The district court found more evidence of Johnson's discriminatory attitude in a career-path policy Johnson established after he took office. Because Johnson considers the Department's enforcement and detention divisions as separate career paths requiring different skills and training, Johnson wants to minimize cross-divisional transfers to take advantage of the expertise that comes with extended experience within a division. Without addressing this race-neutral reason, the district court took the view that Johnson's policy will "lock African-Americans in what is considered by some as ... less desirable position [s] in detention," which "traditionally has had a larger percentage of African-American employees" than enforcement. The record does not support the district court's view, however. In the first place, Johnson's career-path policy is irrelevant to Day's and Hollowell's claims because it was not adopted until after Johnson decided against their reappointment. Besides, Johnson inherited the racial imbalance from his predecessors, and Day and Hollowell never alleged, nor did the district court find, any racial discrimination in the hiring practices of the earlier sheriffs. Also, the district court is mistaken that blacks are "lock [ed]" into detention "without the opportunity to work in enforcement." In uncontradicted testimony, Johnson made clear that under his policy, deputies in detention remain free to apply for available positions in enforcement (and vice versa), they receive preference over outsiders, and they switch divisions without loss of salary or seniority. They may have to start anew to earn rank only because their expertise in the division they left does not necessarily qualify them to exercise command in their new division. Although the district court's findings do not reveal who feels jobs in detention are "less desirable" or why, those views shed no light at all on Johnson's attitude. Actually, the district court's findings about the sorry state of affairs in the jail drive home the importance of a program that encourages stable careers in detention.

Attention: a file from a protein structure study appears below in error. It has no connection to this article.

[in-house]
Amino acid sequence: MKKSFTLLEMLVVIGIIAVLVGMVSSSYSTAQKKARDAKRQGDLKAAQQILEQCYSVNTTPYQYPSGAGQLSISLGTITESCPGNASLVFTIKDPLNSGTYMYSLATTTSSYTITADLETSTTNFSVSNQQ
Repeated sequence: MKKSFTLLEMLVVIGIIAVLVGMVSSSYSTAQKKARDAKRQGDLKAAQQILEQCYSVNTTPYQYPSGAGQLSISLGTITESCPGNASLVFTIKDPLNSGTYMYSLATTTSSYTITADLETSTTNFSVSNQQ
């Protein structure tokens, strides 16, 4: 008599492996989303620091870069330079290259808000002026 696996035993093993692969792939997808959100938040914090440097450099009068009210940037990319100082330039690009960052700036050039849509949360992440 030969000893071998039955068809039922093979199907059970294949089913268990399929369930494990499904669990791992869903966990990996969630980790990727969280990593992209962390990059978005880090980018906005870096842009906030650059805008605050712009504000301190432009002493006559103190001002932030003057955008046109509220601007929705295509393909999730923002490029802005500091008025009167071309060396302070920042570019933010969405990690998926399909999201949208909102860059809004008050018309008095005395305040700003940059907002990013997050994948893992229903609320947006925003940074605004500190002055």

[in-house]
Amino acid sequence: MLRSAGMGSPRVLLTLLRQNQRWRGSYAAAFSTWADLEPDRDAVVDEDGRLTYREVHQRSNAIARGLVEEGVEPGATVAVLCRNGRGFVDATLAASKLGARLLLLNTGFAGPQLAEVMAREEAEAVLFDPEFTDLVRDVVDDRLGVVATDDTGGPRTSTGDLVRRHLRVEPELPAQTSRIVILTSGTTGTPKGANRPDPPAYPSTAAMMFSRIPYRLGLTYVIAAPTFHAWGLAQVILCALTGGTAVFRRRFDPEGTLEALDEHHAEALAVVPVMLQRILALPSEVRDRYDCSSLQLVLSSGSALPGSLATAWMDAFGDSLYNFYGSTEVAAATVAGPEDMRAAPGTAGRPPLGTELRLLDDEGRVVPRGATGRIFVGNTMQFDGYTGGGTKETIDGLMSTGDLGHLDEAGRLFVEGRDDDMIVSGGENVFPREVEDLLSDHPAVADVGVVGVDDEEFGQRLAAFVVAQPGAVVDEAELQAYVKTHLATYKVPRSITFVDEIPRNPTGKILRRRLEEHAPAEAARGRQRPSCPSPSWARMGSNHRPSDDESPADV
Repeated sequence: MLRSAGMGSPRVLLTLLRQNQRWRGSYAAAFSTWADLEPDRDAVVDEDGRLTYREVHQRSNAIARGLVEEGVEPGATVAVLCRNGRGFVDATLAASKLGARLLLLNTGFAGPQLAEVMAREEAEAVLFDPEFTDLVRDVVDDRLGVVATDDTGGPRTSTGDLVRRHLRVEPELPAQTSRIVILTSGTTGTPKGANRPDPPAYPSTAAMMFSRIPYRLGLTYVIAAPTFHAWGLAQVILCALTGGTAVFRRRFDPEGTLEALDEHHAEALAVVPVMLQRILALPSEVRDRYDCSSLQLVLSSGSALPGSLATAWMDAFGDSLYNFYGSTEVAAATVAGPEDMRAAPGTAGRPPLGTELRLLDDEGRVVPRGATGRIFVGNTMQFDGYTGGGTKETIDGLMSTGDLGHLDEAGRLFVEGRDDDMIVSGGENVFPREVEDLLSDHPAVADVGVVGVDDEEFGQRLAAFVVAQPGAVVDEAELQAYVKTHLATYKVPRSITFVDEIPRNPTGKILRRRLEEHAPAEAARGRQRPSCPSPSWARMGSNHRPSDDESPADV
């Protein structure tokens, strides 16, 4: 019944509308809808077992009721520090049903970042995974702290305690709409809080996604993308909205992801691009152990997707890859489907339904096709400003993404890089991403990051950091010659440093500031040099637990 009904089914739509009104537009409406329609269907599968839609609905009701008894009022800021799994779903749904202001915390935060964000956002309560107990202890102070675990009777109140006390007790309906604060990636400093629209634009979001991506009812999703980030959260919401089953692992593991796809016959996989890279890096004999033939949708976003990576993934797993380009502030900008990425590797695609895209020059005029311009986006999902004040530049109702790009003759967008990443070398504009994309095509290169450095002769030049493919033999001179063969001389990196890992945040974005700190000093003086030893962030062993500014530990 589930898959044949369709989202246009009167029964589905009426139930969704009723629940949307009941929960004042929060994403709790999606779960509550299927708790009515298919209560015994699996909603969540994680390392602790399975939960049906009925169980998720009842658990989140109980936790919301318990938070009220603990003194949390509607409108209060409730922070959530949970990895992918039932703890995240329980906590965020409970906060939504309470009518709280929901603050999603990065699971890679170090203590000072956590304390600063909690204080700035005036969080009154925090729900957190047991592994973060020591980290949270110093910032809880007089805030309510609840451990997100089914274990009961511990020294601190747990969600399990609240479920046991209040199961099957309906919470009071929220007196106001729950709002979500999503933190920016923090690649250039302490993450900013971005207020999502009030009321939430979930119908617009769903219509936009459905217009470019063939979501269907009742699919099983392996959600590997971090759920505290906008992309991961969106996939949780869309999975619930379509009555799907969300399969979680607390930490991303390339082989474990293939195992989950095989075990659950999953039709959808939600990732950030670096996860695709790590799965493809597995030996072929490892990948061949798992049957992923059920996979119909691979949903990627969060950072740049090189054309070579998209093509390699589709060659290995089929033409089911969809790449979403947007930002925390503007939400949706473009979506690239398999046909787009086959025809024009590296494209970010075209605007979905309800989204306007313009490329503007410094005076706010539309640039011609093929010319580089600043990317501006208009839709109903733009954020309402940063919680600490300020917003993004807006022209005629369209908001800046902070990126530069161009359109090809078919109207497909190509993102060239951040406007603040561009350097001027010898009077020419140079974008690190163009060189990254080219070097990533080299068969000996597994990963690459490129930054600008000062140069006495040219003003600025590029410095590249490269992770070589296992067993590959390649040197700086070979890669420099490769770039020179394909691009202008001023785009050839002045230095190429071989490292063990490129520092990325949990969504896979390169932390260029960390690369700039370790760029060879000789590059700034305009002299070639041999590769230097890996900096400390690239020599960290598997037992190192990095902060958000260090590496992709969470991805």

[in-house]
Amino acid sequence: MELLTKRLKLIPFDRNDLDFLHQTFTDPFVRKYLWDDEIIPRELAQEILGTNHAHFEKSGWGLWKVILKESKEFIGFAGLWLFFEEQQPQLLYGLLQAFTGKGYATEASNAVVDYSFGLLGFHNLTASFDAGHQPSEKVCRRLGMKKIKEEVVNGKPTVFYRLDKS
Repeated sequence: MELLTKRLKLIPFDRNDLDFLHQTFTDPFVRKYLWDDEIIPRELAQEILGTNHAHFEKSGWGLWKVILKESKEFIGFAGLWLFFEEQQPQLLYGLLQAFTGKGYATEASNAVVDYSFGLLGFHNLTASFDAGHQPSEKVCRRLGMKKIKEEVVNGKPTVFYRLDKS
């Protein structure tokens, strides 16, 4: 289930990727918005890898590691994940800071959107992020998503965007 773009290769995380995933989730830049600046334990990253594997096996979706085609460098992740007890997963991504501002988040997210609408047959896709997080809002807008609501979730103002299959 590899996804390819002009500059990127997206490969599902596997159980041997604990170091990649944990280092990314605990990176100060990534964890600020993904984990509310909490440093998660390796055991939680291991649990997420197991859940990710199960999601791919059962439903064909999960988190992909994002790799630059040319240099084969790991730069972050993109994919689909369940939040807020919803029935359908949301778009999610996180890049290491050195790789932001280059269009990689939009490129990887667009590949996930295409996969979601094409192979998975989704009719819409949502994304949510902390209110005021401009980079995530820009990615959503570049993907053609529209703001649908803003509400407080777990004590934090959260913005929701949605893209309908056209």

Finally, the district court found evidence of pretext in Johnson's conferences with "white friends," appointees Kincaid, Bradley, and Polk, before rejecting Day and Hollowell. The district court erroneously believed Johnson's appointees lacked "personal knowledge" about Day and Hollowell and thus found their advice "suspect." But Kincaid worked with Day on the new jail's transition committee. Bradley and Polk knew all they needed to know from news reports of the jail's turmoil and from conversations with local police officers: Day and Hollowell were running a failed operation. Moreover, the reasons Johnson gave for rejecting Day and Hollowell were not concocted with the after-the-fact help of so-called "white friends" because Johnson promised to make changes at the jail during his campaign for election, and neither Day and Hollowell nor the district court suggest Johnson's campaign was racially motivated. Additionally, there is no evidence that Johnson or his appointees ever made disparaging remarks about anyone's race, and the mere fact Johnson's closest advisors are white does not render their advice "suspect."